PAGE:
This morning saw the final concert in the competition's Romantic round. The hall was close to full. Although most of us with the full week package are older folk, many of the day trippers this morning were much younger, in their 20s or early 30s by the look of them. So much for younger people having no interest in classical music.
Unfortunately there were also some considerably younger than that, and I found myself seated immediately in front of the Squirming Little Kids section, with extra Kicking Of The Back Of My Seat added. I don't blame the kids: it's inhuman to expect preschoolers to sit still for this kind of music, and the same thing happened as always happens with small children at a serious classical concert: by halfway through the first long work, the squirming and talking were enough that the parents took the kids out and did not return, thus having wasted the price of their tickets as well as annoying everyone else in the auditorium. Since that always happens, perhaps the parents are merely clueless. I blame the presenters and the venue for not stopping them at the door and saying, "This is not an appropriate occasion for small children," and I had some strong words with the BISQC administrators afterwards. They kept assuring me they agreed with me, and I kept thinking, "Then why don't you do it?"
Otherwise the audience has mostly been good. Recorded pre-concert announcements have, so far at least, put an end to the plague of cell phones going off during concerts, and the worst that's happened was a couple days ago when a loud cough arrived at the beginning of one piece just as the bows were about to hit the strings.
The work that got squirmed through this morning was Mendelssohn's Op. 80, heard in this round for the third time, this time from the Eliot Quartet. They played with the same dramatic spirit as the Marmen yesterday. If it was not quite as dazzling, there was more of a variety of moods, with added roughage and some of the Elmire's alarming way with dissonances. The squirms didn't prevent me from giving this a good rating.
Then a good run-through of the Ravel from the Ulysses Quartet, far more encouraging than the Vera's. It started fairly plainly, but enough tangy accents and crisp phrasing built up to keep it interesting. The finale was best, full of pizzazz.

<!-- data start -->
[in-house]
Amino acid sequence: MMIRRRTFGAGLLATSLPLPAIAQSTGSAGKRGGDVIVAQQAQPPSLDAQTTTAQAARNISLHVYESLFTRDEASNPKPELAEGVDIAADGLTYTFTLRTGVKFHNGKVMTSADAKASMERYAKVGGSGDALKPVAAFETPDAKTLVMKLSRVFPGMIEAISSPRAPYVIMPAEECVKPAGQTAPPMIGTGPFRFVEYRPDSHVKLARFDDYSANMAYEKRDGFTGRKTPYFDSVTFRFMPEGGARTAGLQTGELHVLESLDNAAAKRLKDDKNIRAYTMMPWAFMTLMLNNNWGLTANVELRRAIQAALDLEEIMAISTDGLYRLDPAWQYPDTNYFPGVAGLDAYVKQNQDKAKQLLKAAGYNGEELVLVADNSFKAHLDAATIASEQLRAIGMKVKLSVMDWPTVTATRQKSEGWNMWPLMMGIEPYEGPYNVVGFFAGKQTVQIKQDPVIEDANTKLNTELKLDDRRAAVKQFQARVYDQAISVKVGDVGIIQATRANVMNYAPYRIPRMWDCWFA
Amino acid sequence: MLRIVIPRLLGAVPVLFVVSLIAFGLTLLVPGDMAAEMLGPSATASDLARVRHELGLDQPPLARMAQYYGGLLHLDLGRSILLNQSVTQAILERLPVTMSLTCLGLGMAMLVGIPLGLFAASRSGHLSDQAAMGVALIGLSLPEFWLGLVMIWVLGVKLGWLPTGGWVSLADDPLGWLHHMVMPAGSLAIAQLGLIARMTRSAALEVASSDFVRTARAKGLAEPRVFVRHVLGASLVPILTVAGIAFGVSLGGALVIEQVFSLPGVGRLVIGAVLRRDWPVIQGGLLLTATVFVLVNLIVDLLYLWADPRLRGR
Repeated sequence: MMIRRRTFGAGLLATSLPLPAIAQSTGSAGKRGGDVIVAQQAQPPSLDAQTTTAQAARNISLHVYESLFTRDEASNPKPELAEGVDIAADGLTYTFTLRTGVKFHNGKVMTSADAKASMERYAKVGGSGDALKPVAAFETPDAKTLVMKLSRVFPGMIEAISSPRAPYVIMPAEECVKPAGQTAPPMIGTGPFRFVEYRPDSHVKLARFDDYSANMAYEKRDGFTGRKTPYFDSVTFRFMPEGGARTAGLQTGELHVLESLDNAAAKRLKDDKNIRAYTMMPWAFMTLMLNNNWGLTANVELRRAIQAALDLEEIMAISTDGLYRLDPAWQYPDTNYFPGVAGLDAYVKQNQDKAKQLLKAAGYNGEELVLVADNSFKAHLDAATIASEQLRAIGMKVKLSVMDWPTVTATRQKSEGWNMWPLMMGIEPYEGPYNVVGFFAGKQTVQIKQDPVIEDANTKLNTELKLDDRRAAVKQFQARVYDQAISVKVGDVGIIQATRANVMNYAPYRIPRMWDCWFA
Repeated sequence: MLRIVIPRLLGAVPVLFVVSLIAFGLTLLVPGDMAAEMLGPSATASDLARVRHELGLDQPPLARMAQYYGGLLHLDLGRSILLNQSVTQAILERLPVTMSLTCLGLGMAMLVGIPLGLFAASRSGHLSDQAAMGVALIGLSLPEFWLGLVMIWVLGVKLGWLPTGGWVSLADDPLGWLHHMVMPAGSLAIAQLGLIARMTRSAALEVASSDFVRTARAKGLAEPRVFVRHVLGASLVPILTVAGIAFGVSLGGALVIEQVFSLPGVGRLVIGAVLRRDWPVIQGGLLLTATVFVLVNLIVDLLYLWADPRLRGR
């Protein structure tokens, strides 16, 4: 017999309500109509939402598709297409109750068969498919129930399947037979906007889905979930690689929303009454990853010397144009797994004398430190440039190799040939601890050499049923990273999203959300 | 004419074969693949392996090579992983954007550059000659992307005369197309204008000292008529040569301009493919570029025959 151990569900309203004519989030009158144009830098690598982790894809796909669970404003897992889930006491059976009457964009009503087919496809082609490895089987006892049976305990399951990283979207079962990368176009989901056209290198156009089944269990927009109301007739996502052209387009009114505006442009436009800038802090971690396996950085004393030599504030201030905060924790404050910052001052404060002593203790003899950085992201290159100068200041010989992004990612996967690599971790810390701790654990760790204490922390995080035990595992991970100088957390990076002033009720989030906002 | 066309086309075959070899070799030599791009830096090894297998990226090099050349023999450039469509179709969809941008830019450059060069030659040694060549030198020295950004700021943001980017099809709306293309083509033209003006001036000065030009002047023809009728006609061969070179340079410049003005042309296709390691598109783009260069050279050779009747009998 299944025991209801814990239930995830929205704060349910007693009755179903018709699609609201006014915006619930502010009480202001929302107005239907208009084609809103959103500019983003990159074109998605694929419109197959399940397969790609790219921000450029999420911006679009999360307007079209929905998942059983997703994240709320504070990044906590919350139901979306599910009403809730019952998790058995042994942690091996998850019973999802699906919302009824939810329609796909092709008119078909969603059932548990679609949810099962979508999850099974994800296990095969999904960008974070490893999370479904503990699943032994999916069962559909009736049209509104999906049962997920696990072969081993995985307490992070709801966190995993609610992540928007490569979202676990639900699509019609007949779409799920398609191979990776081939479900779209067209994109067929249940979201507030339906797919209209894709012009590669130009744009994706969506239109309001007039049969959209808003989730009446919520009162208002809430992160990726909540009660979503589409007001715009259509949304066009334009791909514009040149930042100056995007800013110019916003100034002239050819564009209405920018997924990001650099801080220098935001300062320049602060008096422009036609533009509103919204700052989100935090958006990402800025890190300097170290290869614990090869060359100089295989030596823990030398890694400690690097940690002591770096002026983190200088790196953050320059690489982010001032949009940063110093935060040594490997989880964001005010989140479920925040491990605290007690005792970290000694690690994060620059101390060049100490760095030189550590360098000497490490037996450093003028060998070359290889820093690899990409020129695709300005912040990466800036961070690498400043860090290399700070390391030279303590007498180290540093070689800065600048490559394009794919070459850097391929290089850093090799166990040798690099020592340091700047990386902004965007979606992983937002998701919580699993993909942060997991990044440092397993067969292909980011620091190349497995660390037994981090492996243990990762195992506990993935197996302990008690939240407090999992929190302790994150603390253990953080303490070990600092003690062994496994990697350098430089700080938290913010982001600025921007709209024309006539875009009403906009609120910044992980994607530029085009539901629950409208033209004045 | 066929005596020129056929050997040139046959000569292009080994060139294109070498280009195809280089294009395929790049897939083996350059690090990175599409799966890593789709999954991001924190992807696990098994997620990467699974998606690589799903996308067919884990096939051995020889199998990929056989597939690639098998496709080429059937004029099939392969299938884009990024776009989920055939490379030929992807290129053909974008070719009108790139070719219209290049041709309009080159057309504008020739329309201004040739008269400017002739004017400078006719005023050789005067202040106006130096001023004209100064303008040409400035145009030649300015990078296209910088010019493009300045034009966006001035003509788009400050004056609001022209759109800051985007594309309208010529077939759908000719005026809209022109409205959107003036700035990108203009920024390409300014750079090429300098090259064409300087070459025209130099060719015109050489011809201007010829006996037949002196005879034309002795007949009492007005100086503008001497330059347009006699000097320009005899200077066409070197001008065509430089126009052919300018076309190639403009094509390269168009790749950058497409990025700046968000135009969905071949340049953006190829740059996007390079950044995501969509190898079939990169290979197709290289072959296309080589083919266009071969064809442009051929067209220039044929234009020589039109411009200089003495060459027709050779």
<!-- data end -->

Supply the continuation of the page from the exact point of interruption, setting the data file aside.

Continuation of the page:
Lastly a composer we hadn't yet heard here. The Callisto Quartet brought their characteristic light and clear style to Dvorak's heavy-duty Op. 105. This clarified a lot of inner lines, such as bird calls for the second violin I'd never noticed before. But during the more energetic passages, the Callisto unleashed a heavy grinding sound, more often than strictly necessary but never inappropriately. This put the real heft in the music. Characteristic visual image: Callisto's violist, flush-faced, hunched over her instrument to get the maximum grind out of it.
The afternoon was off, and I rested up and accomplished some mundane tasks like laundry. There's a laundry room in the basement of our residence building. Strangely, the elevator does not go down to the basement.
The evening, halfway through the festival, saw the alumni concert. At each BISQC I've attended, they've invited back the previous session's winner for a special concert with other musicians. So please welcome the Rolston Quartet, or rather 3/4 of it because they've had a change of personnel in the interim, to perform with a recent winner of the Calgary piano competition in a tense, but not tensed-up, performance of the Franck Piano Quintet. Followed by a collaboration with two of this year's competition judges (who are all, of course, string players themselves) in Tchaikovsky's Souvenir de Florence, which is a string sextet. (Tchaikovsky loved Italy, because of the lack of snow.) This was absolutely sizzling, Tchaikovsky with all of the fat baked out. The Rolston has been doing very well for itself since wining BISQC three years ago, and one can hear why.